UC President Janet Napolitano recently issued a statement rejecting the American Studies Association’s call for an academic boycott of Israel.

The ASA, an organization dedicated to the “interdisciplinary study of American culture and history,” organized a boycott of Israeli academic institutions based on the Israeli occupation of Palestine. The organization views Israeli academic institutions as “complicit” in the “denial of the rights to full education and academic freedom to Palestinians” as “guaranteed by international law,” according to their site. In December, Napolitano denounced the statement and denied any possibility of the UC system joining the ASA’s boycott, citing the UC’s commitment to a free exchange of ideas and partnerships with a wide variety of academics.

“The University of California prides itself on a rich tradition of free speech and diversity of thought,” Napolitano said in the statement. “An academic boycott goes against the spirit of the University of California, which has long championed open dialogue and collaboration with international scholars.”

The statement divided students and campus organizations, reigniting last year’s debate surrounding a UCSB Associated Students resolution that would have supported a divestment of Israeli-based companies that hold business relations with the campus.

Rabbi Evan Goodman, executive director of Santa Barbara Hillel, a Jewish student organization in Isla Vista, said he fully supports Napolitano’s statement, arguing a boycott would contradict the university’s ethical foundation.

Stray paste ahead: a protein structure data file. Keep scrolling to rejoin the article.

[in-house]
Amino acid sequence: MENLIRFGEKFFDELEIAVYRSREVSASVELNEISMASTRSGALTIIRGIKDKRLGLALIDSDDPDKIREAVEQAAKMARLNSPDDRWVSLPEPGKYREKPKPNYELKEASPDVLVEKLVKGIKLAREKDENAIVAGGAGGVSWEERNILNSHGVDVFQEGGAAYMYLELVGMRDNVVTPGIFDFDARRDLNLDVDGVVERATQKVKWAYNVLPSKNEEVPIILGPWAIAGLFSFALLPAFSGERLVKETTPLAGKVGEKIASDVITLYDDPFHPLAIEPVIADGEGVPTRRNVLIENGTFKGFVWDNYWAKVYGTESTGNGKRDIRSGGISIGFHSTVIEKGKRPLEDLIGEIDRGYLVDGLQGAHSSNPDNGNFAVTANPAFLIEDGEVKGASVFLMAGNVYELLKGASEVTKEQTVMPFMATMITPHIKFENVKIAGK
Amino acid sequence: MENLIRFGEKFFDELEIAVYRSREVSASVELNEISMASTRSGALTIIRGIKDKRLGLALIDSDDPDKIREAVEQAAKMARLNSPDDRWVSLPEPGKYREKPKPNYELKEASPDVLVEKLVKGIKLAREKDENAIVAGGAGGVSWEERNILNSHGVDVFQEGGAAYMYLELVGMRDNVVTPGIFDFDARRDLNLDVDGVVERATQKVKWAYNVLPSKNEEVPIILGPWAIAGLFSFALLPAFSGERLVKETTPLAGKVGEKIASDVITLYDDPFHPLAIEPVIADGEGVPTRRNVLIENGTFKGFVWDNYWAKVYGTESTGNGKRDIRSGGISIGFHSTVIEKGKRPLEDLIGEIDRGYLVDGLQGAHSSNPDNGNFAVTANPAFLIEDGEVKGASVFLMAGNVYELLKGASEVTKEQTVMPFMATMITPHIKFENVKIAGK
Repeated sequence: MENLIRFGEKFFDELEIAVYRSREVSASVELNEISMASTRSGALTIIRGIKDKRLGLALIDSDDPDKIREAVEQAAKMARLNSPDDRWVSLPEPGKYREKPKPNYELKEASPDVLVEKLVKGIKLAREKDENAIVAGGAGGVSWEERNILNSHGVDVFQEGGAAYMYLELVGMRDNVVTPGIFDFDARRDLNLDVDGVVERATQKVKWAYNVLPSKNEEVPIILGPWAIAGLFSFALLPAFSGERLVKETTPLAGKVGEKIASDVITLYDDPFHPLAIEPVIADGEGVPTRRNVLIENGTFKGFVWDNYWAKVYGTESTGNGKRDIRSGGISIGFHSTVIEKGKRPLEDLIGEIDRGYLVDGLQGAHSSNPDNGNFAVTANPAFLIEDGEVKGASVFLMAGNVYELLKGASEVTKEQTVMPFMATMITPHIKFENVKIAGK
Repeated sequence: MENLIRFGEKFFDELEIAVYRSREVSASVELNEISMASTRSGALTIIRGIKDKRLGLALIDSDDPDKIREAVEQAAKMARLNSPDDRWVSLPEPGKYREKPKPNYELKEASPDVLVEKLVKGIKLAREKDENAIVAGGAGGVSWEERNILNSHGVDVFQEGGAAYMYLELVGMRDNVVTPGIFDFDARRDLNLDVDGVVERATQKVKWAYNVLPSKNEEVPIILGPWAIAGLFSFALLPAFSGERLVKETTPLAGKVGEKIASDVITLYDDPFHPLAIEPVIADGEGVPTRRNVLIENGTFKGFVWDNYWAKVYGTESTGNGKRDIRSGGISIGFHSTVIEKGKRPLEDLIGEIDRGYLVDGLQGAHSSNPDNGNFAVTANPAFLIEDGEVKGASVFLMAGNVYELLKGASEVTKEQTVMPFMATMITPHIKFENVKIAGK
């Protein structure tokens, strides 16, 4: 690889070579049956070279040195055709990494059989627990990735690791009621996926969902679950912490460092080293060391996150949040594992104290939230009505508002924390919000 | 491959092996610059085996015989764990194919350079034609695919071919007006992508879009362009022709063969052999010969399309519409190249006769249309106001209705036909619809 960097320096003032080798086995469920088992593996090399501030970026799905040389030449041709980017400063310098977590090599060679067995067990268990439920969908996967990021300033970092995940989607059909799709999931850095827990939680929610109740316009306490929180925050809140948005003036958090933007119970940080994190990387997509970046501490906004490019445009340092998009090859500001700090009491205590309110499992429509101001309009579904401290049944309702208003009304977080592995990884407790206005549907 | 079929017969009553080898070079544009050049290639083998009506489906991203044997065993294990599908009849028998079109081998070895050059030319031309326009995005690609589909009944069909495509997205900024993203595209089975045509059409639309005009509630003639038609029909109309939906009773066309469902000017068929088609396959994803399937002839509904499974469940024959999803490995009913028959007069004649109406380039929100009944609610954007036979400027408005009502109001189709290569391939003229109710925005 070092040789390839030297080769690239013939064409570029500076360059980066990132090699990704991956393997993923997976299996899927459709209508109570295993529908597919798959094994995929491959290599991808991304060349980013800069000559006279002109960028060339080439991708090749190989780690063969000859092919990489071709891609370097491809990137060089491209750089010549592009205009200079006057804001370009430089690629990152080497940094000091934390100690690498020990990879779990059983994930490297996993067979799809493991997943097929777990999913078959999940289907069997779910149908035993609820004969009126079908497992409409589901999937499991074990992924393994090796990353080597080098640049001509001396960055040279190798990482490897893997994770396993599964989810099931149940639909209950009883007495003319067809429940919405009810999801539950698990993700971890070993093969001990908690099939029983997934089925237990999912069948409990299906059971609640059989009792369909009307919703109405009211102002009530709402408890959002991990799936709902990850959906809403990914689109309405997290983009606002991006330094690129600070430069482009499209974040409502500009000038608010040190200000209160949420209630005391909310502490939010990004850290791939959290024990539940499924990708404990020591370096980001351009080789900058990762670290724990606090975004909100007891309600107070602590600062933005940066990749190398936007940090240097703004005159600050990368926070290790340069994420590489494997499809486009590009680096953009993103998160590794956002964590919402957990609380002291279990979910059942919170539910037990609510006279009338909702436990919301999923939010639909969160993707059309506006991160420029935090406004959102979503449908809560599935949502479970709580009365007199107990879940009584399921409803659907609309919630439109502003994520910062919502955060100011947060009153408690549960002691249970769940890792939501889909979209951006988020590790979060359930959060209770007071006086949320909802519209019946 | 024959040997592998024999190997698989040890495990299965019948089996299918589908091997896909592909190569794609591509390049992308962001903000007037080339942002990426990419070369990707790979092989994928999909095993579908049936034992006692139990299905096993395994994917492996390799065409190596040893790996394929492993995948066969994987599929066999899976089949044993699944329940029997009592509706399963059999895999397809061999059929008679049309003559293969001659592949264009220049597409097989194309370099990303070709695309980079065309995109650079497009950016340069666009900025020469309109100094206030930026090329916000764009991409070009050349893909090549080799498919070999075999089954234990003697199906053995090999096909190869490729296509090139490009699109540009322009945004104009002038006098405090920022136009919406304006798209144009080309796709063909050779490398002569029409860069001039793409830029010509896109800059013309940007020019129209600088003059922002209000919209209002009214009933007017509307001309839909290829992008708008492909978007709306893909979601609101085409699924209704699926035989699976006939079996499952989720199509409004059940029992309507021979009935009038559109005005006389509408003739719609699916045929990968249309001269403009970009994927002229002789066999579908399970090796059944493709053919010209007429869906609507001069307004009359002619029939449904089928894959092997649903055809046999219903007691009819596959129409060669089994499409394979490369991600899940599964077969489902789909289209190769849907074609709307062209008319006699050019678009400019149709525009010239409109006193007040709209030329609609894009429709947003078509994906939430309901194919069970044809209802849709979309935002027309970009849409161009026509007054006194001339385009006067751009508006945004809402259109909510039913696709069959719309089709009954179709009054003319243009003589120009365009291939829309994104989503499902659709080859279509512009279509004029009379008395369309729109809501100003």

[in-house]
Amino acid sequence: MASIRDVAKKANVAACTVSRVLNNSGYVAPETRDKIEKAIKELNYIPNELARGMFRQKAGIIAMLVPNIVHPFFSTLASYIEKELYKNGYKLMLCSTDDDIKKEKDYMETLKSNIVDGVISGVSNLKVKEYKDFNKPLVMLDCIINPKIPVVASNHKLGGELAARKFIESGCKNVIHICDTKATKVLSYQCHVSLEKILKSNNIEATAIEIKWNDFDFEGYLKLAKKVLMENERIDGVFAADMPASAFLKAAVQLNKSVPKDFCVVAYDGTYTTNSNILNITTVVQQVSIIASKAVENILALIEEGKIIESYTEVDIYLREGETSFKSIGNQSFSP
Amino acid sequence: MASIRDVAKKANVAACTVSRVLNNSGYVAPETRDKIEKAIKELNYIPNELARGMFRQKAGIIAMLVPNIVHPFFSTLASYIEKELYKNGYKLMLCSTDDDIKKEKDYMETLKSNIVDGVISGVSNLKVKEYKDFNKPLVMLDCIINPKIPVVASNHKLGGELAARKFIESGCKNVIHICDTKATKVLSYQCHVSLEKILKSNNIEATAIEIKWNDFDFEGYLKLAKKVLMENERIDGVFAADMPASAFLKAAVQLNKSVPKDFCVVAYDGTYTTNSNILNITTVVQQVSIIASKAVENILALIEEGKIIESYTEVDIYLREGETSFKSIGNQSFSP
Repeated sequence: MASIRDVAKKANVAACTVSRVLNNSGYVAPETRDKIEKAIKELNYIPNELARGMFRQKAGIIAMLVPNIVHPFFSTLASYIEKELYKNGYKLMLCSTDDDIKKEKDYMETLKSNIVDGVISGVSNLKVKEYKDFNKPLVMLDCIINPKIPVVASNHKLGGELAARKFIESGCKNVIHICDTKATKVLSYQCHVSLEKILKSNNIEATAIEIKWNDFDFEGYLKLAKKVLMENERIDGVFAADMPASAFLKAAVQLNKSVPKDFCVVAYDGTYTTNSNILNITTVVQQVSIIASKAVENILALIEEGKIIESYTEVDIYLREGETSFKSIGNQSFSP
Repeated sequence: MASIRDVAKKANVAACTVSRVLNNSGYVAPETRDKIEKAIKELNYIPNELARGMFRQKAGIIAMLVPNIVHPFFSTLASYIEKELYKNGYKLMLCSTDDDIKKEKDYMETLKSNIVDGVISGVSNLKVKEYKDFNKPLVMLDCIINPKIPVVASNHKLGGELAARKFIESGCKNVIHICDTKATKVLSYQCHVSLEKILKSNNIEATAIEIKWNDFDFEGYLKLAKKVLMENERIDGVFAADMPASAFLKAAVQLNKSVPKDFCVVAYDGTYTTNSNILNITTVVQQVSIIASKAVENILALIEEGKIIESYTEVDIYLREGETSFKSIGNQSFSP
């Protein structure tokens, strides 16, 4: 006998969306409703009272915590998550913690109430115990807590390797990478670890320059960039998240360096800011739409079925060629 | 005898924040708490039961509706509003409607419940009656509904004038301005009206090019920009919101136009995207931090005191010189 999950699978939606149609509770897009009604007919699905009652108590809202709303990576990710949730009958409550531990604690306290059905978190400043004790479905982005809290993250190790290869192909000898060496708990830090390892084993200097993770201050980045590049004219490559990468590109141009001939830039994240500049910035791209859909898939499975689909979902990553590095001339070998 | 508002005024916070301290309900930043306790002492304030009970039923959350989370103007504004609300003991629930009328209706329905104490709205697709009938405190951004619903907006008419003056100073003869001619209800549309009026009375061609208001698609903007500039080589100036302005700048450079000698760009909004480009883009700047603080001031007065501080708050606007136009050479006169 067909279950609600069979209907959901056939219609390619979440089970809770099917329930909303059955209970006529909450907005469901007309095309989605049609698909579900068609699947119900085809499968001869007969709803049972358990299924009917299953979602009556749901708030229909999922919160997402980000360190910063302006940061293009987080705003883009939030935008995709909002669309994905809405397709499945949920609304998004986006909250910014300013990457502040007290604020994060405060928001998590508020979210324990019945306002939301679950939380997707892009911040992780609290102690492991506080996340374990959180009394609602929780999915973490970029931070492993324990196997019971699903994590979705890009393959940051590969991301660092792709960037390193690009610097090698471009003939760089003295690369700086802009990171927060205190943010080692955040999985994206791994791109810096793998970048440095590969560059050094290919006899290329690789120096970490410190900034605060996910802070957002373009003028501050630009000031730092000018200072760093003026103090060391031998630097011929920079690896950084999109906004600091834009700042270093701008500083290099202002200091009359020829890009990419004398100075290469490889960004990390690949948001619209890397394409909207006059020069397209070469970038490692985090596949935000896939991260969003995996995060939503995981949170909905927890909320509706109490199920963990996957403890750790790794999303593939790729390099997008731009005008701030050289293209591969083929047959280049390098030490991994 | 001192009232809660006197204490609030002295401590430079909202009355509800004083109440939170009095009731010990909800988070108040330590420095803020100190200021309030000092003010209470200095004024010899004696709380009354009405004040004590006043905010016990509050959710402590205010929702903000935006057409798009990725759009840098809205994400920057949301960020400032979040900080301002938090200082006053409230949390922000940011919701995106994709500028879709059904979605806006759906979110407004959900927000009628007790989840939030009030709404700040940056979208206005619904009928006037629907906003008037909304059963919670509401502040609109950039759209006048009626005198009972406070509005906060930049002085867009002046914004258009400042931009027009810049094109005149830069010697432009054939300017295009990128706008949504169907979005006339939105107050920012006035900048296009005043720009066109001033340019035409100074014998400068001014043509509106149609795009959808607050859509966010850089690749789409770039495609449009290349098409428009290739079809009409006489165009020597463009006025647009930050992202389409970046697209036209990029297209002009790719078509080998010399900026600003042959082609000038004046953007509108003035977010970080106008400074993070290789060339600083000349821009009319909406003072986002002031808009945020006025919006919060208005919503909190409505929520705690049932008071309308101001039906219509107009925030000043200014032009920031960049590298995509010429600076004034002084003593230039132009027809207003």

“I reject it in the strongest possible terms,” Goodman said. “Just as I encourage open dialogue between Jewish, Christian, Muslim and all kinds of students, I want a free exchange of ideas among academics … Academic boycotts are antithetical to the work of a university. Scientific and other intellectual breakthroughs are made possible by academic cooperation, not through restrictions.”

However, on-campus organizations such as Students for Justice in Palestine disapprove of Napolitano’s decision to reject the boycott. Speaking of behalf of SJP, fourth-year political science major Katlen Abuata said the University should comply with ASA’s boycott and added that Napolitano’s statement is not representative of the student population. Abuata said the UC president’s voice is not necessarily representative of all the University’s students, in light of many protesting her lack of a professional background in education, amongst other issues.

“Napolitano, the newly appointed University of California President, does not represent student voices,” Abuata said. “Backlash following her appointment illustrates the disapproval by a wide array of students.”

Abuata also said that by rejecting the Israeli boycott, the UC President continues to uphold the current suppression of academic freedom in Palestinian academics.

“Israel’s occupation of Palestine has prevented collaboration with Palestinian academics, innovators and artists, and Napolitano’s rejection of divestment or boycott resolutions stifles these productive dialogues that encourage critical thought and action,” Abuata said.

However, President Napolitano does not stand alone in rejecting the academic boycott. A website called Legal Insurrection which counts the number of universities across the nation rejecting the boycott, currently lists 145 universities — including UCSB and other individual UC campuses.


The American Studies Association’s call for an academic boycott against Israel fails to garner support from UC President Janet Napolitano (above).

The American Studies Association’s call for an academic boycott against Israel fails to garner support from UC President Janet Napolitano (above).

Photo by Kenneth Song / Daily Nexus

A version of this story originally appeared on page 3 of Wednesday, January 8, 2014’s edition of the Daily Nexus.